A protest was held over a ferry company's shock move to axe more than 800 jobs – and more are planned for tomorrow.
Members of the RMT union blocked two roads in Dover this afternoon over P&O Ferries' move to make its entire crew redundant, effective immediately.
Protesters make their feelings known after P&O Ferries' shock decision to axe its workforce
Union members went across the A20 by the traffic lights, holding banners and flags that read "stop the P&O jobs carve up".
They also chanted 'save local jobs' as they stood across the carriageway.
Protests started at around 2.30pm and a splinter group also set up on the A256 slip road, with traffic building up along the A20.
There were long queues of lorries and cars, with a heavy police presence at the scene.
Drivers going past on separate roads honked their horns and shouted words of encouragement and support to the demonstrators.
One lorry driver who was stuck did confront protestors but returned to his vehicle without any further issue.
Protesters left the carriageways at about 3.15pm.
The protests come after more than 800 workers were told today that their contracts were being terminated, and that they would be replaced by a 'third party' crewing company.
The "highly immoral" and "disgusting" move was justified to the devastated workers over a scripted video call as being due to the company making losses of more than £200m in two years.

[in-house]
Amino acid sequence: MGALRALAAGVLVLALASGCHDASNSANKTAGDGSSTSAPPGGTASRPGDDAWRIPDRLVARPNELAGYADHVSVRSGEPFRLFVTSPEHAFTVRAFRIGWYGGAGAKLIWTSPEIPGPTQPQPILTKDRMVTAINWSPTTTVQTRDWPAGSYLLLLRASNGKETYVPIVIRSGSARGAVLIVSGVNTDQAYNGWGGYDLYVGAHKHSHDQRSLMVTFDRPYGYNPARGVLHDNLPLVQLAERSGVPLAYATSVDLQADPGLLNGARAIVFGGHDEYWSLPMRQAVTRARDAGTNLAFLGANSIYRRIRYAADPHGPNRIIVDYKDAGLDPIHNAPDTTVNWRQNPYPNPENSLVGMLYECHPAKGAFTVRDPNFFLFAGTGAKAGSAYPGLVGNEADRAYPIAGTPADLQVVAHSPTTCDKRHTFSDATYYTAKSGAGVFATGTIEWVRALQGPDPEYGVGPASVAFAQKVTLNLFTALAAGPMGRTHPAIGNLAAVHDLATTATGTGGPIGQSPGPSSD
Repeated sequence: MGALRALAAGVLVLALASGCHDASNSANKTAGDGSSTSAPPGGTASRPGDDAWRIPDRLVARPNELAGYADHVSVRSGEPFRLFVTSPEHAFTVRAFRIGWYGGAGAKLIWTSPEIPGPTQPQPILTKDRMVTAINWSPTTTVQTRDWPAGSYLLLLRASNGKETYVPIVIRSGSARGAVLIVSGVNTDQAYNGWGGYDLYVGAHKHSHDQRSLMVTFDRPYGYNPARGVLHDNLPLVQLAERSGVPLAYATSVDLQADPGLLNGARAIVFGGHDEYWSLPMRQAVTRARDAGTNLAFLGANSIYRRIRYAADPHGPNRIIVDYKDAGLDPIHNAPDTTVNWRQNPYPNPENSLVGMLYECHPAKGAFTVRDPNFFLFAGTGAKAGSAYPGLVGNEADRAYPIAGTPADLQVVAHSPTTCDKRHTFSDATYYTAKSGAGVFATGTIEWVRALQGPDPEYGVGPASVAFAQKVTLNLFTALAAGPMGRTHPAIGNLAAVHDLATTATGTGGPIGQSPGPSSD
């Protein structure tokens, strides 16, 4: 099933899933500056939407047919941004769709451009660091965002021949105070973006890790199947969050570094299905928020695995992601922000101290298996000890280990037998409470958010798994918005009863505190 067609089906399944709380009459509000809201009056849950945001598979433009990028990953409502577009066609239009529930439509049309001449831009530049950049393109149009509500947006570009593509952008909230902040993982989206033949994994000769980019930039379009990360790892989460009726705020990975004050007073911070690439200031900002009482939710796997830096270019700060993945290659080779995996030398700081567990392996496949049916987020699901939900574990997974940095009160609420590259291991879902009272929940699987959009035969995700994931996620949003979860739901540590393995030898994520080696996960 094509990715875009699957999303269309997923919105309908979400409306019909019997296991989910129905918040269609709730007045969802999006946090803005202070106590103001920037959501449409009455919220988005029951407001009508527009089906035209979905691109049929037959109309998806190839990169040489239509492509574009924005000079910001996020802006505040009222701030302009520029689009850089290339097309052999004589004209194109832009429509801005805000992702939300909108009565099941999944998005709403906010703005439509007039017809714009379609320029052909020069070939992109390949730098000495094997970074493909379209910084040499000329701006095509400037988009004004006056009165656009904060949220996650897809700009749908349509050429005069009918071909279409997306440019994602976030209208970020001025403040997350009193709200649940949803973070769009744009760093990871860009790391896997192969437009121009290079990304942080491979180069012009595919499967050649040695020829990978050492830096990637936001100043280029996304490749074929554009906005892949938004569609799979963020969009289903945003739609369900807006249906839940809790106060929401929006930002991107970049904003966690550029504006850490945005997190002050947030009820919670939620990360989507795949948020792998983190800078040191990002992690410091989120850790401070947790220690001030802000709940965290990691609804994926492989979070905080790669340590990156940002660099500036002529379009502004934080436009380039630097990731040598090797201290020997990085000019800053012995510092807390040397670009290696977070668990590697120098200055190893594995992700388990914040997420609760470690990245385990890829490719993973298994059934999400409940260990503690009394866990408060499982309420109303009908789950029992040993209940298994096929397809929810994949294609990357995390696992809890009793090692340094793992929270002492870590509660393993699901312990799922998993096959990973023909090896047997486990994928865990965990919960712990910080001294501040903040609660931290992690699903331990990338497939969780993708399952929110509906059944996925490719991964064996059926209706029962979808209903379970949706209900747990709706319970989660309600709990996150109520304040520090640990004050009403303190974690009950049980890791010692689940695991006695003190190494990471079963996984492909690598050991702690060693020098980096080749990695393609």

Passengers are now facing the potential of being stranded for days due to the cancellation of trips across the channel.
Speaking to KentOnline, Darren Procter, the national secretary for the RMT, said the way the firm dealt with the announcement was 'out of the ordinary.
He said: "Normally they would do a consultation - so this is totally out of the ordinary.
"It wasn't suspected, there are obviously things behind the scenes - they have forgotten about the employees and what they've done for this particular company throughout the pandemic and the many years before."
He said workers were left devastated by the news: "They are very very emotive, as you can imagine, waking up in the morning thinking it's a normal day and to be told that you've got no job.
"There have been youngsters coming in with kids and mortgages to pay; and they are absolutely in tears and in bits asking 'why?'.
"It is a disgraceful situation in how the company has conducted themselves.
"Loyalty counts for nothing with this particular company.
"There's lots of underhandedness that's going on.
"I will be looking to every avenue possible to challenge this, with political support and with support of international trade unions and with the support of local community."
The protests look likely to continue tomorrow, with P&O staff and other trades unionists planning to join demonstrations in Dover, Liverpool, and Hull.
RMT general secretary Mick Lynch said: "It is vital workers from every industry mobilise for the demonstrations on Friday.
"We need to send a message to ruthless employers and the government alike, that when working people are treated so abysmally, there is a militant response from the trade union movement.
"This example of gangster capitalism which our members in P&O have been subjected, is what lies ahead for other workers up and down the country if we do not all take a stand."